The funeral of HRH Prince Philip, late Duke of Edinburgh, was celebrated with superb dignity in the sunshine at St George’s Chapel, Windsor. The Prince was a man of deep Christian faith. Of Lutheran antecedents, he was baptised Greek Orthodox on Corfu, becoming Anglican on his marriage. He helped found St George’s House, a religious study centre, at Windsor in 1966. He also helped found the Redundant Churches Fund in 1969. In later life he spent much time on Mount Athos. He carefully choreographed his funeral service. The band music before the service consisted mainly of the tunes of various well-loved Anglican hymns such as “I Vow to Thee, My Country” and “Jerusalem”. One happy inclusion was that for “O Valiant Hearts”, much loathed by modern vicars for stirring lines such as: “Tranquil you lie, your knightly virtue proved, your memory hallowed in the land you loved”.
Thirty mourners formed the congregation in the chapel; the only practising Catholic among them was was Bernhard, Hereditary Prince of Baden, great nephew to the deceased. The service itself started with the singing of the Sentences from the Book of Common Prayer (“I am the Resurrection and the Life”, etc). The small choir sang individually, and suitably, the naval hymn “Eternal Father, Strong to Save”. The service proceeded with well-chosen lessons and psalms and then a fairly Catholic version of the Lesser Litany. The real oddity of the service was however the sight of Justin Welby, the Archbishop of Canterbury, praying in the following words for the soul of the deceased: “To him, with all the faithful departed, grant thy peace; let light perpetual shine upon them” – i.e. the Catholic prayer for the dead, implying a belief in the doctrine of purgatory (“a fond thing vainly invented”, according to the 39 Articles); this was certainly unexpected for an Evangelical “graduate” of Holy Trinity Brompton, praying for something in which he presumably does not believe. It is all far from the funeral service in the Book of Common Prayer.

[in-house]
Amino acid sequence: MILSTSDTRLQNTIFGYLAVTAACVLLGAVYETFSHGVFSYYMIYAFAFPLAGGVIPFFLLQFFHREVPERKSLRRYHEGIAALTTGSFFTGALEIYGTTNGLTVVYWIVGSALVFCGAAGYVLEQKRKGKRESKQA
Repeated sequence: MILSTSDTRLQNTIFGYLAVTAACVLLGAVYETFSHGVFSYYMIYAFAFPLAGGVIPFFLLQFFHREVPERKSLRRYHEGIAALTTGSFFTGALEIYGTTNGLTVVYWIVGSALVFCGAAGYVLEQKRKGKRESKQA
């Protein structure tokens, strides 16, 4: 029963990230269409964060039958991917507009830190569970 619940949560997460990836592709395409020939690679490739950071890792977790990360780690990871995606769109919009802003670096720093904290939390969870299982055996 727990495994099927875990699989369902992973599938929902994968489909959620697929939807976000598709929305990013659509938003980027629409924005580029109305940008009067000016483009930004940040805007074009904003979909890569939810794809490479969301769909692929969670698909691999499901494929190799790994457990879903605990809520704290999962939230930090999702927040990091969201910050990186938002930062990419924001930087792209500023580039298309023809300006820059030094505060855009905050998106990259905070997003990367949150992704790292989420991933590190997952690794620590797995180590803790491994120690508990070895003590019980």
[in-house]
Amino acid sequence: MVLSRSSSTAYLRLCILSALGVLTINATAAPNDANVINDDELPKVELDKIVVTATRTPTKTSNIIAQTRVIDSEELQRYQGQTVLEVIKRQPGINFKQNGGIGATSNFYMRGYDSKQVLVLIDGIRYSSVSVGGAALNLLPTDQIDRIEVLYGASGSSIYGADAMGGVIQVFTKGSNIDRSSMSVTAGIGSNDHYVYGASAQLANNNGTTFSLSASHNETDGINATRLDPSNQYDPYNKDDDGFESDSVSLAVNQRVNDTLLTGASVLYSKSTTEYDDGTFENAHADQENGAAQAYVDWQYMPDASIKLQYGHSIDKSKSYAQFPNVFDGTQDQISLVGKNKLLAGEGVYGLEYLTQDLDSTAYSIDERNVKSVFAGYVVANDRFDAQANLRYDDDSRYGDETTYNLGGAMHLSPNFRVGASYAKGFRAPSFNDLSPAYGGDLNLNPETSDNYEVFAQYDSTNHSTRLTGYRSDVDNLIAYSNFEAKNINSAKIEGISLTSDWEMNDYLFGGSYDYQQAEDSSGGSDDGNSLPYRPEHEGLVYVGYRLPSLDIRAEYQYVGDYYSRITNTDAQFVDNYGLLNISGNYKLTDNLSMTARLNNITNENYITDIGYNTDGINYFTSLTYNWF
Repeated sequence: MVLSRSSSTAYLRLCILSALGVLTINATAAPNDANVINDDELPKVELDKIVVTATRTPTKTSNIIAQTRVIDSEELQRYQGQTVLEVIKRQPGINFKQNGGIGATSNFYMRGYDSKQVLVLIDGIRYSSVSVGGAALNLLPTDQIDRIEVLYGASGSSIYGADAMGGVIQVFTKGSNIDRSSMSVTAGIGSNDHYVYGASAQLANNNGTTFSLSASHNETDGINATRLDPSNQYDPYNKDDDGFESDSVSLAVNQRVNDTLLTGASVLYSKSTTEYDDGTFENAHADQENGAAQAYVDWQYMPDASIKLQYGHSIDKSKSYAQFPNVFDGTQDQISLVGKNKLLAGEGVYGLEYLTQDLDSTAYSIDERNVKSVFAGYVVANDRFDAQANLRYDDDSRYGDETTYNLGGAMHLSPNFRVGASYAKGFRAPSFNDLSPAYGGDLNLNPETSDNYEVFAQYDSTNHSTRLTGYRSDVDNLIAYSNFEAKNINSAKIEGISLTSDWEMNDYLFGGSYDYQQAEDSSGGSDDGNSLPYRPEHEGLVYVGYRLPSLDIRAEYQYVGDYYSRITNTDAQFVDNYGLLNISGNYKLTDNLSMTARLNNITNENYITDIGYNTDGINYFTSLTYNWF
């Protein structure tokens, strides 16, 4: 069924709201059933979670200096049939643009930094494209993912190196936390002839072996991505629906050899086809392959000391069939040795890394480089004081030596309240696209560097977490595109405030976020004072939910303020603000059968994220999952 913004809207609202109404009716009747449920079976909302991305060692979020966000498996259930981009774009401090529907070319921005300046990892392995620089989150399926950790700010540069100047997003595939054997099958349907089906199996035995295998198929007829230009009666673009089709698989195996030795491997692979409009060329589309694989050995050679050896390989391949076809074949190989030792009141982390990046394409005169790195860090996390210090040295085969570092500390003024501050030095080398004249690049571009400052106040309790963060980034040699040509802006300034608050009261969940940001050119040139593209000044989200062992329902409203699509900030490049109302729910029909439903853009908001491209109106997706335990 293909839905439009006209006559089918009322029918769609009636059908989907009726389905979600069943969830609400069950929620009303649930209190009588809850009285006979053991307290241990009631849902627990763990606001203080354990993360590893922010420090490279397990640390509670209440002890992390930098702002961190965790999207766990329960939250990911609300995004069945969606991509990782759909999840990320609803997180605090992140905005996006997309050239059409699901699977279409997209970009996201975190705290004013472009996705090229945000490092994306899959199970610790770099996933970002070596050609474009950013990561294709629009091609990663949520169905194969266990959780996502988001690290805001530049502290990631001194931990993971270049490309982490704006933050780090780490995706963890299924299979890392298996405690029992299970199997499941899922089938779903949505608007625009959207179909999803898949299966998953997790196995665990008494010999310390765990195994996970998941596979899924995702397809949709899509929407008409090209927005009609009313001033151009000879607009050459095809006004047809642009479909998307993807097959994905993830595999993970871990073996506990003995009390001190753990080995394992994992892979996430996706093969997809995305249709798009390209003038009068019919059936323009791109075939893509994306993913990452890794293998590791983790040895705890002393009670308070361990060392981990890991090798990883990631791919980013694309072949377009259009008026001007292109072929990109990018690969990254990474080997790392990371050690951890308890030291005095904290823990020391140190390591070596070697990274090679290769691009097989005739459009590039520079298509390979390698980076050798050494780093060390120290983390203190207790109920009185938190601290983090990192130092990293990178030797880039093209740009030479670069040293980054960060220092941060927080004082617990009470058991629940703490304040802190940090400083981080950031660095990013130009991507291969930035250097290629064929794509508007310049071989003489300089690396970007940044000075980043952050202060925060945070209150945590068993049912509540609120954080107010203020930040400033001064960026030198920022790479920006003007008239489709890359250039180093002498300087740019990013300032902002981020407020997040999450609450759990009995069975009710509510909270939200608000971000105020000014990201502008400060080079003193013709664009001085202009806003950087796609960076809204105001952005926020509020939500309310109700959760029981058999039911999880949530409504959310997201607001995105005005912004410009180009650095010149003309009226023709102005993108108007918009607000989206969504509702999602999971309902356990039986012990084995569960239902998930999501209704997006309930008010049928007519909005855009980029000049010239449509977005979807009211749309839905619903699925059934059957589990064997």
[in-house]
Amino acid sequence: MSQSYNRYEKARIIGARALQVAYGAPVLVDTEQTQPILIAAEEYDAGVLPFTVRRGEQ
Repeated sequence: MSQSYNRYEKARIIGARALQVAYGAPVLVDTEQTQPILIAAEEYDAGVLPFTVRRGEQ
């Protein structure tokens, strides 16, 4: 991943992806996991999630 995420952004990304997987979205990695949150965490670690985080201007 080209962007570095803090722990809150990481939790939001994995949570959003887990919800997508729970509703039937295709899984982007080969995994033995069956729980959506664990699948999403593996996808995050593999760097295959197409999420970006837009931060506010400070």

Then followed the beautiful sung Russian Orthodox “Kontakion of the Departed”, which again implies that praying for the dead is beneficial. The service ended with the splendid figure of Thomas Woodcock, Garter King of Arms (a collateral but Protestant relation of the Blessed John Woodcock, a Franciscan martyred at Lancaster in 1646), arrayed in tabard, proclaiming the styles and titles of the deceased. “Thus it has pleased Almighty God to take out of this transitory life unto his divine mercy the late most Illustrious and most Exalted Prince Philip, Duke of Edinburgh, Earl of Merioneth and Baron Greenwich…” – all very suitable and unimpeachably Anglican.
This article appears in the May issue of the Catholic Herald. Subscribe now.